“Take it you bitch!” he screamed and thrust the spoon forward so it clacked hard on my teeth, dropping the mixture onto the back of my tongue so it clogged in my throat. Making me gag.


“Take it you witch!” he bellowed at me as he threw his own bitter juices upon me from his chamber pot, dousing my face in his filthy waste.


Jack Dunne, he liked the flame. He encouraged them further, wicked as it was. “Hold her over the fire, and she will soon answer.” he cried and I saw that his eyes bright and fevered as he spoke his gleeful words, as if he himself were possessed.


And I did try to tell them. I spoke aloud to them all, vowing upon Our Lord God:

“I am Bridget Boland, daughter of Pat Boland in the name of God!”


Aye, I told them. But telling them weren’t enough. Not for them. Not for him, Michael Cleary – for my truth was not his. He knew me not as his own Bridget – a seamstress, an egg seller and his wife of eight years, no! Not by then for he saw me only as a wicked imposter. A Faerie thief. A witch! And that demon of hate had wrung at his mind so far that I were all twisted like a dish-cloth wrung dry, so he could not see me at all – even though I was there right in front of him.


“It is not my wife,” that is what he said of me, my husband. He said in front of them all, though they begged him not to burn me.


“I am not going to keep an old witch in place of my wife, so I must get back my wife,” he said as he stripped me of my clothing. Stripped me of what dignity I had left. Stripped me of my self-respect. And so all that was left upon my shoulders was my calico chemise and my shame, for I was ’Witch’.


I screamed as I fell upon the hearth and my head struck upon the ground. Can ye imagine my fear? My pain? My betrayal? And so I lay still, I did. Still as death; just as he had wanted me to before as he held the poker to my face – at last beaten into submission. I admit thatby then there was no more fight left within me. No more spark. What was there left to fight for, I ask ye? What was there left for me? He had stripped me away to nothing but a chemise and shame. Naked humiliation.


“It is not Bridget I am burning,” he said about me. About his own wife, who lay upon the ground. “As I beginned it with her, I will finish it with her!’” and end it he did.


My skin was slick with lamp-oil as he held a burning stick toward my spittle-kissed lips. He would drive the spirit out of me once and for all. He would feed the Faerie-wife with flame. He would let those flames lick hungrily at her flesh, as a lover would. The changeling wife would be destroyed by the heat of the passionate blaze. He would listen with rapture to her harrowing screams. He would watch her writhing body to the climax of her demise, as he choked in ecstasy upon her smoke. She deserved no sympathy and no respect. She deserved no love and no regard for she was ‘witch’ and deserved her witches death.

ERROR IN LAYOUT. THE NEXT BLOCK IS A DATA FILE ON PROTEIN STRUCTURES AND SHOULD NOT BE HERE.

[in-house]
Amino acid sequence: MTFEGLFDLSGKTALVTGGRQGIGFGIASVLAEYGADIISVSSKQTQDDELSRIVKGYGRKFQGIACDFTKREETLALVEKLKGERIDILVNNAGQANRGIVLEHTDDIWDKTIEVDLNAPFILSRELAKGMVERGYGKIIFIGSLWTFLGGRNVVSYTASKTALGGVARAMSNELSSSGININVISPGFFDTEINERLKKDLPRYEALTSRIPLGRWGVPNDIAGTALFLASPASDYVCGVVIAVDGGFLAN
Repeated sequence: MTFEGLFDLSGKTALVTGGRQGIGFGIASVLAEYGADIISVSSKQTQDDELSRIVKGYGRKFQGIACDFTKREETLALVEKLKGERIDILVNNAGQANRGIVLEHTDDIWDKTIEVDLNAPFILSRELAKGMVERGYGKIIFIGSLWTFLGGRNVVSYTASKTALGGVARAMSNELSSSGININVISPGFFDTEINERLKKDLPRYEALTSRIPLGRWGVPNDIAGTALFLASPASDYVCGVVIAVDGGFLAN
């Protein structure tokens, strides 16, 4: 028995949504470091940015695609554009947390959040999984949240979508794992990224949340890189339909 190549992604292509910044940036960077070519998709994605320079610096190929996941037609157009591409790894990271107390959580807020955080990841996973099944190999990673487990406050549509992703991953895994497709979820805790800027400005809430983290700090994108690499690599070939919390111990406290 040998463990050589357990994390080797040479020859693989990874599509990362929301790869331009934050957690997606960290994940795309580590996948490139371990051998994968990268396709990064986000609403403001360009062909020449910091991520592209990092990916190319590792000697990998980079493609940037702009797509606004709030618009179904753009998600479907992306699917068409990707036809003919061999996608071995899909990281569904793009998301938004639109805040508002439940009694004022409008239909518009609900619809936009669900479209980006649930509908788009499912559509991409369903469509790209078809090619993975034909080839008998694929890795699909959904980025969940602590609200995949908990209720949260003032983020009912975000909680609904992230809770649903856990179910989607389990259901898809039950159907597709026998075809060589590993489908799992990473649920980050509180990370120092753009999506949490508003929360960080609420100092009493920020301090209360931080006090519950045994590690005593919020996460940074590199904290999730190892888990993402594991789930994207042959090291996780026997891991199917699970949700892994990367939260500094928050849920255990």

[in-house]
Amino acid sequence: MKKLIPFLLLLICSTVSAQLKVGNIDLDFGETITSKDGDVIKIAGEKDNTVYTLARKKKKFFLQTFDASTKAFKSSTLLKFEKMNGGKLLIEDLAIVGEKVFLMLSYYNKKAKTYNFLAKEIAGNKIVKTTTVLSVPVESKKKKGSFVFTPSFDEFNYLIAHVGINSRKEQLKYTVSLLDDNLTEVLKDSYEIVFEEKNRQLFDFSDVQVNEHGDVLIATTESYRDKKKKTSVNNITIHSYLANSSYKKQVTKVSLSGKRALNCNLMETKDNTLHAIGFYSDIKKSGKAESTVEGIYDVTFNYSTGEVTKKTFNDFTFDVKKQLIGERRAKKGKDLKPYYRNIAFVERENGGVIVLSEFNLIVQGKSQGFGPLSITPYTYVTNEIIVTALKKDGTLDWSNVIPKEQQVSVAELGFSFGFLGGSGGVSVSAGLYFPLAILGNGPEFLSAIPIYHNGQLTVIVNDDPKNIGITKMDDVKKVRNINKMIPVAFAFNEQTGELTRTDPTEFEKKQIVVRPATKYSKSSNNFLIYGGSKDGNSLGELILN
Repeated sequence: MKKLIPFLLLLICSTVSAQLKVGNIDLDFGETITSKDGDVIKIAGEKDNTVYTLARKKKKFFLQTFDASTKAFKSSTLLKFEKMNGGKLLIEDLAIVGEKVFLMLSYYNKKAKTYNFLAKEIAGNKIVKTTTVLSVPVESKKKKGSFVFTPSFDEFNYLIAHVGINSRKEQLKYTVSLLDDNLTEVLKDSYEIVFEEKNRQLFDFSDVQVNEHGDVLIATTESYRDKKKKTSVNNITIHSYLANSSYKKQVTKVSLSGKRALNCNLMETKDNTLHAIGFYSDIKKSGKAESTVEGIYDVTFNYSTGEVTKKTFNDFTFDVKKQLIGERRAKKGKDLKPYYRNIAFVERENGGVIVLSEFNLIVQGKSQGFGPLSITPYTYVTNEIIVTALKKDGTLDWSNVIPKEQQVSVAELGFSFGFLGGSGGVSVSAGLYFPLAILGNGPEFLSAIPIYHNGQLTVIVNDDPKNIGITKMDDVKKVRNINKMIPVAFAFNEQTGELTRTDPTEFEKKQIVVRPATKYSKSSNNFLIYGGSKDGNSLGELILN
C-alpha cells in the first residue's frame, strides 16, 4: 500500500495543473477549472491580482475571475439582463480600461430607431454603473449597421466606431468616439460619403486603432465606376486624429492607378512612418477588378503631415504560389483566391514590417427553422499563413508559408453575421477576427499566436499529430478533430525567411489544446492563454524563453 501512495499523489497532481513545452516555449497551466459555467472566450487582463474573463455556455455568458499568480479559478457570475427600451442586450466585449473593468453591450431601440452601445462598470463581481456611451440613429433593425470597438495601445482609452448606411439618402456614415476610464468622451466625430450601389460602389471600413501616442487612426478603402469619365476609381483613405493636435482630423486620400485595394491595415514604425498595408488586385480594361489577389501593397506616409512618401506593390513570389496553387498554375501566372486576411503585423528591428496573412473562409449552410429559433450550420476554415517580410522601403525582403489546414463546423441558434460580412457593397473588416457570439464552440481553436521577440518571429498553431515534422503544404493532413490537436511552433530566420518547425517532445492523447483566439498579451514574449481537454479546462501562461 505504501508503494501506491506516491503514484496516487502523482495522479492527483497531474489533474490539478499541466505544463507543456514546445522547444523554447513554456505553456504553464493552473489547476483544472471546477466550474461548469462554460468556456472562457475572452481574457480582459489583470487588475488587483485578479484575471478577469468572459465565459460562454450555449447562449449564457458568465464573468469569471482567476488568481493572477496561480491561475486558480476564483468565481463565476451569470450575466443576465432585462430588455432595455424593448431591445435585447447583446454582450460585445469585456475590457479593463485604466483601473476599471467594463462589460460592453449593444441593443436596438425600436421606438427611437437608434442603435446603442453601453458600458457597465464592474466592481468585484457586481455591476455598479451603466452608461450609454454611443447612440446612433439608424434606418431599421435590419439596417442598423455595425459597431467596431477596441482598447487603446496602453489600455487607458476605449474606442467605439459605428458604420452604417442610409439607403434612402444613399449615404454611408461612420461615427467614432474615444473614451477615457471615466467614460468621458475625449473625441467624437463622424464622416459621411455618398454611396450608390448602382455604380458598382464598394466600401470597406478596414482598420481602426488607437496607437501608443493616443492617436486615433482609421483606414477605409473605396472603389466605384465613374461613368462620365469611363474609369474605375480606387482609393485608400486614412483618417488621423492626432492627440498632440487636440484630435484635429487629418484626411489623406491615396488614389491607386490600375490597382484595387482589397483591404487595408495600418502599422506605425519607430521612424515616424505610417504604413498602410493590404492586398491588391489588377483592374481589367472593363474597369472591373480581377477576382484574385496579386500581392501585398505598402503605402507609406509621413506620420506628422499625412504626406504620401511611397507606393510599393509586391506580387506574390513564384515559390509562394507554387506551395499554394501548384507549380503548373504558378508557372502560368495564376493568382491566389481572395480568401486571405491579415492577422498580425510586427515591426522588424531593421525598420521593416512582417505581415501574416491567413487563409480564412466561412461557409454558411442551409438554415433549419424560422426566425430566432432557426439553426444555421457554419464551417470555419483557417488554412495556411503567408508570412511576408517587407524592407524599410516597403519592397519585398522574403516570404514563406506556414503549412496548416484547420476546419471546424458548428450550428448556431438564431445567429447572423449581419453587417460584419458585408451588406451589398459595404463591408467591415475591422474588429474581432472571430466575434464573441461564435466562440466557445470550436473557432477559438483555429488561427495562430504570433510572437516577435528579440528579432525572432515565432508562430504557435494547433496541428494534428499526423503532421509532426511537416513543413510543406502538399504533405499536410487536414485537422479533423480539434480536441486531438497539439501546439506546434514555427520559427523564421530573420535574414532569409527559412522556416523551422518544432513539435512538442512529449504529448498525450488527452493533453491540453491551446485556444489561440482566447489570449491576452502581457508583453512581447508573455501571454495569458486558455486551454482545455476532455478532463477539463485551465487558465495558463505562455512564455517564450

Aye, my name was Bridget Cleary and they made a Faerie out of me. But I tell you this from beyond the grave – my spirit did not fly up the chimney to its freedom and nor were there was any grey horse for me to return upon. I was not like one of the tales that I knowed so well. Aye, Tam-Lynn may have been saved by his Janet, but there was no-one that could save me. There was no comfort to my ending and no happy-ever-after. There was nought left for me but a make-do shroud and a shallow grave to cradle my blackened remains. Nought left of me but charred flesh flaking from brittle bones.


So that is my story, though it may not be pretty. The last witch burned in Ireland. And though it ain’t much but I have one thing for ye to remember me by. It’s foolish thing really – a wee trifle for they didn’t even give me my name. Perhaps ye know it? I have heard it sung in playgrounds full of bairns with chapped lips, ruddy cheeks and grazed knees. They sing it with laughter and happiness as they skip with their ropes – Lord knows, I hope they don’t know the truth of it!


Are you a witch or
Are you a fairy?
Or are you the wife
of Michael Cleary?



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In 1895, Bridget Cleary was burned alive by her husband because he believed she was a fairy